What To Look For

There are two ways to go: get a beat up model and have it serviced or buy one fully restored and ready for another half-century of trouble-free service. Obviously, the latter approach is a more ready one, but for those willing to take on a DIY or hired-out project, fixing up a beater can be quite rewarding. Here are some things to consider when shopping for a vintage Marantz receiver.

How’s the visual condition? Make sure it looks good and clean. Any heavy visual damage like a dent or water stains indicates misuse, while scratches are just normal wear and can be tolerated. Any pitting on the metal faceplate indicates the possibility of mold or corrosion from having been stored in a wet environment like a basement, so avoid that. Try to get a picture of the inside; even if you know nothing about electronics, massive amounts of dust, pet hair or corrosion indicate the possibility of electrical and mechanical damage.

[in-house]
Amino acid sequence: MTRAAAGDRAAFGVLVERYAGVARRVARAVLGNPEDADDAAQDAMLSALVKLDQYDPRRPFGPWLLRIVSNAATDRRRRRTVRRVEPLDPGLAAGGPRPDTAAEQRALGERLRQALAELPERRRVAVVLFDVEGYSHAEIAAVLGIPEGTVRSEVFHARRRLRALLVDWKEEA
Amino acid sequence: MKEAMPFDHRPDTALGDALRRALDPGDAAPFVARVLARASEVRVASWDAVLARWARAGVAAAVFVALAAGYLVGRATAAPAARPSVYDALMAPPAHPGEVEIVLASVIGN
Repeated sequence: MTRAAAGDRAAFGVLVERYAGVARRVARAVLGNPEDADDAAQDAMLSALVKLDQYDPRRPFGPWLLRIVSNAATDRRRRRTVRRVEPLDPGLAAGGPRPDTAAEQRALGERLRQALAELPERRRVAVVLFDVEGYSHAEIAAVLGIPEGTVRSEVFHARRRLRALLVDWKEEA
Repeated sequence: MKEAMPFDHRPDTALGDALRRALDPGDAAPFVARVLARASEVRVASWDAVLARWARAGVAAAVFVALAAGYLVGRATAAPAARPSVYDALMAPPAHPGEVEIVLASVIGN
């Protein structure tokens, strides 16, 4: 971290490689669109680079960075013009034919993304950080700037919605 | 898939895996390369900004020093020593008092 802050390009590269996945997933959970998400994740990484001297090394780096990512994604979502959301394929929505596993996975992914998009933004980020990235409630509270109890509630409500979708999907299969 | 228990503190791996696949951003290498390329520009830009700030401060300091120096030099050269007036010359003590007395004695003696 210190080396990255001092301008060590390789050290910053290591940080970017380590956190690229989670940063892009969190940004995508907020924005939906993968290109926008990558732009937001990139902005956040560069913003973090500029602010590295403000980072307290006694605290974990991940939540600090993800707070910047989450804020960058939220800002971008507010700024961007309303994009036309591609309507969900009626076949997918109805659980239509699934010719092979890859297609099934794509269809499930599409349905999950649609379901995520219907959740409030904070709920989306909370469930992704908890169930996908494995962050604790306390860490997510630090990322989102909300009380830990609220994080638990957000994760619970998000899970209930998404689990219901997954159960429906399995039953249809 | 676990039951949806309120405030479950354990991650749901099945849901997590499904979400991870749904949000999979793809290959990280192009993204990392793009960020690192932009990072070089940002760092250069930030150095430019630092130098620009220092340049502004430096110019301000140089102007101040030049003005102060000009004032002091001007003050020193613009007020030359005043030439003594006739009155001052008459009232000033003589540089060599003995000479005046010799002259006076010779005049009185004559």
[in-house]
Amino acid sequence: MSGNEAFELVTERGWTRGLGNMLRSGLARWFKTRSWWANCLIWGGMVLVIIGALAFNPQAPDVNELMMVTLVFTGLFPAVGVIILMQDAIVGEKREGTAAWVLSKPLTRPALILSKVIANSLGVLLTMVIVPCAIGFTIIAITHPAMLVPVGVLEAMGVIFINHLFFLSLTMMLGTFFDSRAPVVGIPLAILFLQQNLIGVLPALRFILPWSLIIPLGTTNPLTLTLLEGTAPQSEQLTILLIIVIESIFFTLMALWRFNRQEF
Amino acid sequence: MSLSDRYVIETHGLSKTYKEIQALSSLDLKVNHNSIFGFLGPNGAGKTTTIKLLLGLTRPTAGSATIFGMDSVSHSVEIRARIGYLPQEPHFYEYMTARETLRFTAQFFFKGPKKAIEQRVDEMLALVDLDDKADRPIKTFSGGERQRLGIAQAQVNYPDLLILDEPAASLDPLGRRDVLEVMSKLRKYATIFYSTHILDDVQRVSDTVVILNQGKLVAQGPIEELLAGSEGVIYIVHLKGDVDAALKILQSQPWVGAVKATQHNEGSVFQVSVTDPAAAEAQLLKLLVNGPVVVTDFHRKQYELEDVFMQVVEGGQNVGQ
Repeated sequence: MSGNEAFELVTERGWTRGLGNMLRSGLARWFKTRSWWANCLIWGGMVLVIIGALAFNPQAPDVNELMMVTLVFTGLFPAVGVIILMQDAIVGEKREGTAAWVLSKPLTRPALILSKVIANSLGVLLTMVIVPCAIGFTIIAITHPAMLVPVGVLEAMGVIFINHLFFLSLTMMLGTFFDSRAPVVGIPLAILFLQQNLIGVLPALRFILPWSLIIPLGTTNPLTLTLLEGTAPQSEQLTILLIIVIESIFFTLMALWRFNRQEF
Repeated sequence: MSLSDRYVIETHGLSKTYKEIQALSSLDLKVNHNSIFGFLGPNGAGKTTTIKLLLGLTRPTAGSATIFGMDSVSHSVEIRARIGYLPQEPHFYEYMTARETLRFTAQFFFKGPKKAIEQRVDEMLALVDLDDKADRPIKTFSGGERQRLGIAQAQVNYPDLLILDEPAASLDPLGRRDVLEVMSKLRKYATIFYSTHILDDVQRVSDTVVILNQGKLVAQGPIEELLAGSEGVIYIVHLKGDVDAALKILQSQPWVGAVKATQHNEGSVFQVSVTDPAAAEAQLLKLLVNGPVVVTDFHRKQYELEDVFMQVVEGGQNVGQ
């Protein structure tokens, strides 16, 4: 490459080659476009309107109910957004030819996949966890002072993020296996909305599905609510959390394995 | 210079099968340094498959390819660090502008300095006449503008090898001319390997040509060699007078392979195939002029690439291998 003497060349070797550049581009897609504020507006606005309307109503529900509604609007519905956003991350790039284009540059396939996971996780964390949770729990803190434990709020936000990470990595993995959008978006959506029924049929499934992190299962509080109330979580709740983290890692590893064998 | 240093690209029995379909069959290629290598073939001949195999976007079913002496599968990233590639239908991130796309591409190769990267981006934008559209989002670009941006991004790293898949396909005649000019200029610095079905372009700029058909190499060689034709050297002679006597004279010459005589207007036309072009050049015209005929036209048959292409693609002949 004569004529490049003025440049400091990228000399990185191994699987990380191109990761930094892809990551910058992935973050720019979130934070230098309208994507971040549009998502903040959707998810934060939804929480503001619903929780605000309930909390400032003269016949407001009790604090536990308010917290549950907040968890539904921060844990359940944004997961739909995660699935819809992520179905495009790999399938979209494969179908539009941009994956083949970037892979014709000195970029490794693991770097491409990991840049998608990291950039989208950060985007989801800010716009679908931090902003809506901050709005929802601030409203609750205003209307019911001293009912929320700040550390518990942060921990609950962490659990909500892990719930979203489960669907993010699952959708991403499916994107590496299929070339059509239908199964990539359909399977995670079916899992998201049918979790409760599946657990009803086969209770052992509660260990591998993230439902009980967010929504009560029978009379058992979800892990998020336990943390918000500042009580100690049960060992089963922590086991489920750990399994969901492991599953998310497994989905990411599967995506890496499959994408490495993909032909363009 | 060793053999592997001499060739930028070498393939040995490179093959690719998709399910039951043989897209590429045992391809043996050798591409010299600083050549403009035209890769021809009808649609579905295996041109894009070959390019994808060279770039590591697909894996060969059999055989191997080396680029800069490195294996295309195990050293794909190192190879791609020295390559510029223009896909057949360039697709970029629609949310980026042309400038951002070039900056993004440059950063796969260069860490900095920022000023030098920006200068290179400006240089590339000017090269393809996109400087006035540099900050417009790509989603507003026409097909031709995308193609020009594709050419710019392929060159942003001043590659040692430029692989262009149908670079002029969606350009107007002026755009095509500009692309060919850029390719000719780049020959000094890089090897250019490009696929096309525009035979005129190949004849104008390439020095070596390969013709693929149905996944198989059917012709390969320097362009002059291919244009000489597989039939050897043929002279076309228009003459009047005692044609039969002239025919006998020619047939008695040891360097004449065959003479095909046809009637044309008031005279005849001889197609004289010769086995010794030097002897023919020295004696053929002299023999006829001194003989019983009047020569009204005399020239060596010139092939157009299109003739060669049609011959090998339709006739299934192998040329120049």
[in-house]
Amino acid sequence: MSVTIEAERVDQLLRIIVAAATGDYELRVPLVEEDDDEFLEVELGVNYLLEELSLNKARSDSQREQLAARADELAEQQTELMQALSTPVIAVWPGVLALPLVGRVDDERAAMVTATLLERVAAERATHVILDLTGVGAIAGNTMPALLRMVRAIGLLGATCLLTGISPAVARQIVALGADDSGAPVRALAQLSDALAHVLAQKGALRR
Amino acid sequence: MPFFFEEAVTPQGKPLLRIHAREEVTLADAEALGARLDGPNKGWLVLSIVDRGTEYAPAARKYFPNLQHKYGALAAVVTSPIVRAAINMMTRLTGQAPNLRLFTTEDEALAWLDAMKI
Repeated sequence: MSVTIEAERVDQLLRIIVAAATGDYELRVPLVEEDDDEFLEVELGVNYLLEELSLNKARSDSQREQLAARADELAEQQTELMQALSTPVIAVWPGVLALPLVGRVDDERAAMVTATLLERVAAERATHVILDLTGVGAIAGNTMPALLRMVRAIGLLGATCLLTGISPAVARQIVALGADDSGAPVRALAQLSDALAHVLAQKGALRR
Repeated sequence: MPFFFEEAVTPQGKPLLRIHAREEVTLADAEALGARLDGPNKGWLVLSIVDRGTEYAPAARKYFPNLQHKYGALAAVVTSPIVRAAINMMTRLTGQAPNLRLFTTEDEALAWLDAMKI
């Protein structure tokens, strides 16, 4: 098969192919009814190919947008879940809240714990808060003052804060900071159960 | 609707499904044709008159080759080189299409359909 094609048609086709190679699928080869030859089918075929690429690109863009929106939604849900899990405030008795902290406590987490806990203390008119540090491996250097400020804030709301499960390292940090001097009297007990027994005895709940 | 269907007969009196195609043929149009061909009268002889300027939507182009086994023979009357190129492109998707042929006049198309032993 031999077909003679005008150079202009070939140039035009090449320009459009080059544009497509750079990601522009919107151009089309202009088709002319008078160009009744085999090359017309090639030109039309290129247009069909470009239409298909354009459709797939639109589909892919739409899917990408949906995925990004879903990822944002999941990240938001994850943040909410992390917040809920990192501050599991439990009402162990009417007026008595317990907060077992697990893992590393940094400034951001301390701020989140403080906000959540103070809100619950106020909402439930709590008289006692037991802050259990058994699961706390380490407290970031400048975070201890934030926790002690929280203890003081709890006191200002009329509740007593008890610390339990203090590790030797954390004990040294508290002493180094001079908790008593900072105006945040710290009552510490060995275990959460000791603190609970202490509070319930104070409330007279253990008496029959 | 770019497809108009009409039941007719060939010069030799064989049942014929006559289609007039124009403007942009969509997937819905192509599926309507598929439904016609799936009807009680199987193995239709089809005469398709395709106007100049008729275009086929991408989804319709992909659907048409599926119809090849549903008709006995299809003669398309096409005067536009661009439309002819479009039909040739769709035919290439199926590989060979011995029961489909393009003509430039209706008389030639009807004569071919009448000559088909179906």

Are the functions functioning? Make sure to ask if there are any malfunctioning features, including sticking buttons or malfunctioning pots (the electrical thingy that turns behind the knob). Scratchy pots are tolerable and sometimes just need to be used to discharge dust and static, but anything that cuts the sound out entirely on either or both channels should be avoided. Make sure all inputs are working. Perhaps ask for a video of the seller running the unit through its paces on all inputs (some sellers offer these videos).

What’s the seller’s reputation? This is easy to see via the feedback systems on eBay and Etsy. On forums and Craigslist, however, be careful and make sure you’ve got a return option or can see the unit in person (many forums offer a measure of security within their classified system). If you’re buying from a website that specializes in vintage stereos, look for customer testimony, how much business the seller does, and scrutinize the photos. Better yet, get on the phone and discuss your purchase with the seller.